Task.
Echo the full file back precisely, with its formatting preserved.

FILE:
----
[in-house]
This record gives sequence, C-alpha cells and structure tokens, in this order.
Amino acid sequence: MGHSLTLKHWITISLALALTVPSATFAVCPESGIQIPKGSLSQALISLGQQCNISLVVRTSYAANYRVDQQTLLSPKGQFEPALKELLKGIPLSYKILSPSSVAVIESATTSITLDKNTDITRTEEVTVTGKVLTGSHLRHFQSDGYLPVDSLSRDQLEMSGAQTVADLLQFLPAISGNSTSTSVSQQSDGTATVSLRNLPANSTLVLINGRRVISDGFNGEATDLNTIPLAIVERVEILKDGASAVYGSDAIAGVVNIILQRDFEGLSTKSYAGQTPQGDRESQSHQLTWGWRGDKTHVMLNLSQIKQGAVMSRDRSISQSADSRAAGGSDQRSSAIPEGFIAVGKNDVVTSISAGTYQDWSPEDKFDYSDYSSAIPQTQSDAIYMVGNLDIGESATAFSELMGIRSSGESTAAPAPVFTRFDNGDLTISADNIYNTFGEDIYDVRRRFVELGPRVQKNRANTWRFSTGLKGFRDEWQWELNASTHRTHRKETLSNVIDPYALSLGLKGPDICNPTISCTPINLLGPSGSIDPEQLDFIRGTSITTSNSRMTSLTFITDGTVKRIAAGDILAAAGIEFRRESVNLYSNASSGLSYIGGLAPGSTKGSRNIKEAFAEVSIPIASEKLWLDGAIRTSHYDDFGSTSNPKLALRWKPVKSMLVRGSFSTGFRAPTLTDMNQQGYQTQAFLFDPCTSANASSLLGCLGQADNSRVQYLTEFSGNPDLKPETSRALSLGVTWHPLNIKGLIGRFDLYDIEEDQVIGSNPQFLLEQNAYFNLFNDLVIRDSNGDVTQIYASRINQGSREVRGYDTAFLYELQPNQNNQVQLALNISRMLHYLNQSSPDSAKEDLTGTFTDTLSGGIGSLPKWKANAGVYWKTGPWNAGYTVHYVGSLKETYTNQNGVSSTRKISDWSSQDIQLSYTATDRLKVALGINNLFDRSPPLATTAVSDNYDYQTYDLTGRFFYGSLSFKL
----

[in-house]
This record gives sequence, C-alpha cells and structure tokens, in this order.
Amino acid sequence: MGHSLTLKHWITISLALALTVPSATFAVCPESGIQIPKGSLSQALISLGQQCNISLVVRTSYAANYRVDQQTLLSPKGQFEPALKELLKGIPLSYKILSPSSVAVIESATTSITLDKNTDITRTEEVTVTGKVLTGSHLRHFQSDGYLPVDSLSRDQLEMSGAQTVADLLQFLPAISGNSTSTSVSQQSDGTATVSLRNLPANSTLVLINGRRVISDGFNGEATDLNTIPLAIVERVEILKDGASAVYGSDAIAGVVNIILQRDFEGLSTKSYAGQTPQGDRESQSHQLTWGWRGDKTHVMLNLSQIKQGAVMSRDRSISQSADSRAAGGSDQRSSAIPEGFIAVGKNDVVTSISAGTYQDWSPEDKFDYSDYSSAIPQTQSDAIYMVGNLDIGESATAFSELMGIRSSGESTAAPAPVFTRFDNGDLTISADNIYNTFGEDIYDVRRRFVELGPRVQKNRANTWRFSTGLKGFRDEWQWELNASTHRTHRKETLSNVIDPYALSLGLKGPDICNPTISCTPINLLGPSGSIDPEQLDFIRGTSITTSNSRMTSLTFITDGTVKRIAAGDILAAAGIEFRRESVNLYSNASSGLSYIGGLAPGSTKGSRNIKEAFAEVSIPIASEKLWLDGAIRTSHYDDFGSTSNPKLALRWKPVKSMLVRGSFSTGFRAPTLTDMNQQGYQTQAFLFDPCTSANASSLLGCLGQADNSRVQYLTEFSGNPDLKPETSRALSLGVTWHPLNIKGLIGRFDLYDIEEDQVIGSNPQFLLEQNAYFNLFNDLVIRDSNGDVTQIYASRINQGSREVRGYDTAFLYELQPNQNNQVQLALNISRMLHYLNQSSPDSAKEDLTGTFTDTLSGGIGSLPKWKANAGVYWKTGPWNAGYTVHYVGSLKETYTNQNGVSSTRKISDWSSQDIQLSYTATDRLKVALGINNLFDRSPPLATTAVSDNYDYQTYDLTGRFFYGSLSFKL